Set in late 19th-century Japan, The Teahouse Fire (see review, p. 36), follows Aurelia, an American orphan who is taken in—as both servant and sister—by Yukako, the daughter of Japan's most important teacher of the ancient art of tea ceremony.
You studied Japanese tea ceremony for five years. How did you first get involved with it?
A college friend was living and teaching ESL in Japan and invited me to come visit. While I was there, a woman at the pension where I was staying suggested I attend a tea ceremony. It was the most beautiful thing I'd ever seen. There's a Japanese tea school in New York, in a carriage house that used to be Mark Rothko's studio. They've built a Japanese garden inside, surrounded by four tearooms. Studying there for five years felt like being in a museum where you could touch everything. Then I found out about a program for foreigners to study tea in Kyoto. I was there for five weeks; they had me up at 5:30 a.m. to put on my kimono, and I was going until 10:30 p.m..
Is there a historical basis for the events of the novel?
There was a real woman from the most important tea family in Kyoto who got tea ceremony put into the curriculum of the newly formed girls' schools in 1880.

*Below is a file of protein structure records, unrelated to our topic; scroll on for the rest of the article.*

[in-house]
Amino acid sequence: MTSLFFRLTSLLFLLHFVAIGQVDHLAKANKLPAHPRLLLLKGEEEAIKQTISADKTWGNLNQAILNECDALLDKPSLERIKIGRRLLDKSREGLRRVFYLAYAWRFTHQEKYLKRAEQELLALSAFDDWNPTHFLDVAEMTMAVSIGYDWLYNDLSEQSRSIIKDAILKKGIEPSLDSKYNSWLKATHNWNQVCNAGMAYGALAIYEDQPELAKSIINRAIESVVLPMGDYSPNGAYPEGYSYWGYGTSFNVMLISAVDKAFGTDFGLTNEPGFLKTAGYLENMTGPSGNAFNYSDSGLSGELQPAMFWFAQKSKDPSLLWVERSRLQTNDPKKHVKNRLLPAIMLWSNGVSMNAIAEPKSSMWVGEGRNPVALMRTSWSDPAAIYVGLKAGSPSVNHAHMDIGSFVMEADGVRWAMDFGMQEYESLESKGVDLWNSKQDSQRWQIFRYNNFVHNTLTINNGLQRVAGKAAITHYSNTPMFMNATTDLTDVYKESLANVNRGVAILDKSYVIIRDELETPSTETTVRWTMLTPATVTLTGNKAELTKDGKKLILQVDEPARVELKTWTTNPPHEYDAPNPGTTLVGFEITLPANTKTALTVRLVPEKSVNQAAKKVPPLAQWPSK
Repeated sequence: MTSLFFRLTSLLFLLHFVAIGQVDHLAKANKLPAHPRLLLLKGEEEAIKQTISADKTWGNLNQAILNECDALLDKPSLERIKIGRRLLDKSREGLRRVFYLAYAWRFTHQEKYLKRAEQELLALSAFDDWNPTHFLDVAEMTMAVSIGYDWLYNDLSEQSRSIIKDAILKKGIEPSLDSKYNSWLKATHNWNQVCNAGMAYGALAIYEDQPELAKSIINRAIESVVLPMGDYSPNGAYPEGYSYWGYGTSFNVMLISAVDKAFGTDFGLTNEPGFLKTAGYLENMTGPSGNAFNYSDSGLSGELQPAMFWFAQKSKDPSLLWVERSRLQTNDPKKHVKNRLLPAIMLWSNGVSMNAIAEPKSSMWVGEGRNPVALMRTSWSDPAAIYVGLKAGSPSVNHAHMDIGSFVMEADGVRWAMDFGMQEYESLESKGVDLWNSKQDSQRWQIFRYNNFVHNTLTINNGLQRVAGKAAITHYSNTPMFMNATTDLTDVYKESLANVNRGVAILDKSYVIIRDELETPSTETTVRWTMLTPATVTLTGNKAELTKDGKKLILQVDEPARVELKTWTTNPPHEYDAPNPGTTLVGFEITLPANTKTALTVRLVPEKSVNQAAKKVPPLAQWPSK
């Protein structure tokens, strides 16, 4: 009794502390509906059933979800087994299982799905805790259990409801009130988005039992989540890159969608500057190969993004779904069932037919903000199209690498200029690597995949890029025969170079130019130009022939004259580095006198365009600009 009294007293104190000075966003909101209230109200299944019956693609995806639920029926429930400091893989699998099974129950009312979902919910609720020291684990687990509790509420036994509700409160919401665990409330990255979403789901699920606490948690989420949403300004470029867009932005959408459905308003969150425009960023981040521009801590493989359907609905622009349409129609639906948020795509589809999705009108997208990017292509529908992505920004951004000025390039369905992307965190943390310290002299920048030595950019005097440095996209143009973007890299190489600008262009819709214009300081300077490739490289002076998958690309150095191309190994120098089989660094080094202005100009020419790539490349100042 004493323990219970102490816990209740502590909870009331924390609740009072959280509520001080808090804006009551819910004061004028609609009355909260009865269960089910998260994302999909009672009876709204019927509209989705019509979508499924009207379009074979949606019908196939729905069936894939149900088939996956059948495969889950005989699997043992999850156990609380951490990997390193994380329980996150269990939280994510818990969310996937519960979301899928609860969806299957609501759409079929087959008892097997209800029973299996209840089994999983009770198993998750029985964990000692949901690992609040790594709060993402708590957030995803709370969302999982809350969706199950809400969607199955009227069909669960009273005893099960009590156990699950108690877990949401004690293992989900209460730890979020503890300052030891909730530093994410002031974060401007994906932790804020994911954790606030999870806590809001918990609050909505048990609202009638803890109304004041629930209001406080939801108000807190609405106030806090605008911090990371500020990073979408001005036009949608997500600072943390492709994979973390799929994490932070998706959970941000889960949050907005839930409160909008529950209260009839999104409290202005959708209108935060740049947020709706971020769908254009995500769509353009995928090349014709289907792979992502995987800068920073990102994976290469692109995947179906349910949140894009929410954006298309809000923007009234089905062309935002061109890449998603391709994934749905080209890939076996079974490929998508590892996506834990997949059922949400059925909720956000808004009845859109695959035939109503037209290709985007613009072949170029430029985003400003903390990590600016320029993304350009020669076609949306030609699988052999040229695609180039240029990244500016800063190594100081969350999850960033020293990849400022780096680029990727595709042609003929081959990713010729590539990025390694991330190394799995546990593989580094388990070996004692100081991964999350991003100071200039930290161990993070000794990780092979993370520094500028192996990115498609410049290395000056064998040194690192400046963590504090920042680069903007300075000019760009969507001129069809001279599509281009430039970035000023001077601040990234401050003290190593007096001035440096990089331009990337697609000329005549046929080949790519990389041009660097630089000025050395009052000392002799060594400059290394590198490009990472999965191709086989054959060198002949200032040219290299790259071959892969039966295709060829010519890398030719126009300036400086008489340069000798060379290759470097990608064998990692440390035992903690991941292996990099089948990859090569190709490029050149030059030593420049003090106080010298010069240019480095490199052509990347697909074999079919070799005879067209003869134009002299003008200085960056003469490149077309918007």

What role did tea ceremony play in Japan at that time?
It had the same social role that golf has in middle- or upper-class society in this country. People had a passion for it, even a religious feeling, but it was also a way to make connections and circulate power.
You wrote this book side by side with your partner, Sharon Marcus, who was writing a critical book about Victorian women. Did her work affect your book?
My book is about someone who begins life as a Victorian and ends as a modernist. Sharon's book describes a convention in Victorian biographies—the subject's closest intimates would write them; this is especially true of Victorian lesbian biographies. The writer would never mention herself, but put in details that only a lover would know. In that sense, my book is a Victorian biography of Yukako by Aurelia. At that time, the conventions of heterosexual femininity required elaborate protestations of affection between women. Aurelia thinks that she has this romantic bond with Yukako, but what she has is a bond of feudal loyalty, and that's what she has to realize, by dint of heartbreak.